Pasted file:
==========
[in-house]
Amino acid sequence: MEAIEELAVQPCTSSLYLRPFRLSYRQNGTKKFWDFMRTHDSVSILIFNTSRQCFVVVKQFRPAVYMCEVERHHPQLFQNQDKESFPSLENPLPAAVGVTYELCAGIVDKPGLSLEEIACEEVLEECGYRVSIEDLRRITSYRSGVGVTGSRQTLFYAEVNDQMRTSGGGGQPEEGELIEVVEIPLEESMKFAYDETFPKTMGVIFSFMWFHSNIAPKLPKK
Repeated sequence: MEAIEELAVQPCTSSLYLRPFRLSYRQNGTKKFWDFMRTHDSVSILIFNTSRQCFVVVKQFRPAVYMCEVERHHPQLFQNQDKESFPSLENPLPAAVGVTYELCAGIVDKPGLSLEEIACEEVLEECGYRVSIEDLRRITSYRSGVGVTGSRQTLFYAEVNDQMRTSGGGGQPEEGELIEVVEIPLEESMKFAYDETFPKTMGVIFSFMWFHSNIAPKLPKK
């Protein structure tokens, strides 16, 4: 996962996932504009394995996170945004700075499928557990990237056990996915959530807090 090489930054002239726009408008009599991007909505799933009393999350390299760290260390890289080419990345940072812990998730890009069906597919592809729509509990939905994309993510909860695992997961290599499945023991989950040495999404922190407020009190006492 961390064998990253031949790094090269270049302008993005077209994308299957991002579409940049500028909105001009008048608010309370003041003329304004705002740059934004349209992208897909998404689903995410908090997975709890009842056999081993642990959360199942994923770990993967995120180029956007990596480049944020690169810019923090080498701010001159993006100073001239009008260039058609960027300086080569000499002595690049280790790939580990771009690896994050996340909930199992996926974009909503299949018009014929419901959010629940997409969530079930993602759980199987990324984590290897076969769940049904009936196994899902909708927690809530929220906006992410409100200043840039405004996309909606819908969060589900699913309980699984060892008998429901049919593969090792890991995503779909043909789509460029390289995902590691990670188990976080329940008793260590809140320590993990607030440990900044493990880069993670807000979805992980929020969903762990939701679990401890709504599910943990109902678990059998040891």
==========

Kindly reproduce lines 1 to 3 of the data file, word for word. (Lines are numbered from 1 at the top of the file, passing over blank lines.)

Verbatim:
[in-house]
Amino acid sequence: MEAIEELAVQPCTSSLYLRPFRLSYRQNGTKKFWDFMRTHDSVSILIFNTSRQCFVVVKQFRPAVYMCEVERHHPQLFQNQDKESFPSLENPLPAAVGVTYELCAGIVDKPGLSLEEIACEEVLEECGYRVSIEDLRRITSYRSGVGVTGSRQTLFYAEVNDQMRTSGGGGQPEEGELIEVVEIPLEESMKFAYDETFPKTMGVIFSFMWFHSNIAPKLPKK
Repeated sequence: MEAIEELAVQPCTSSLYLRPFRLSYRQNGTKKFWDFMRTHDSVSILIFNTSRQCFVVVKQFRPAVYMCEVERHHPQLFQNQDKESFPSLENPLPAAVGVTYELCAGIVDKPGLSLEEIACEEVLEECGYRVSIEDLRRITSYRSGVGVTGSRQTLFYAEVNDQMRTSGGGGQPEEGELIEVVEIPLEESMKFAYDETFPKTMGVIFSFMWFHSNIAPKLPKK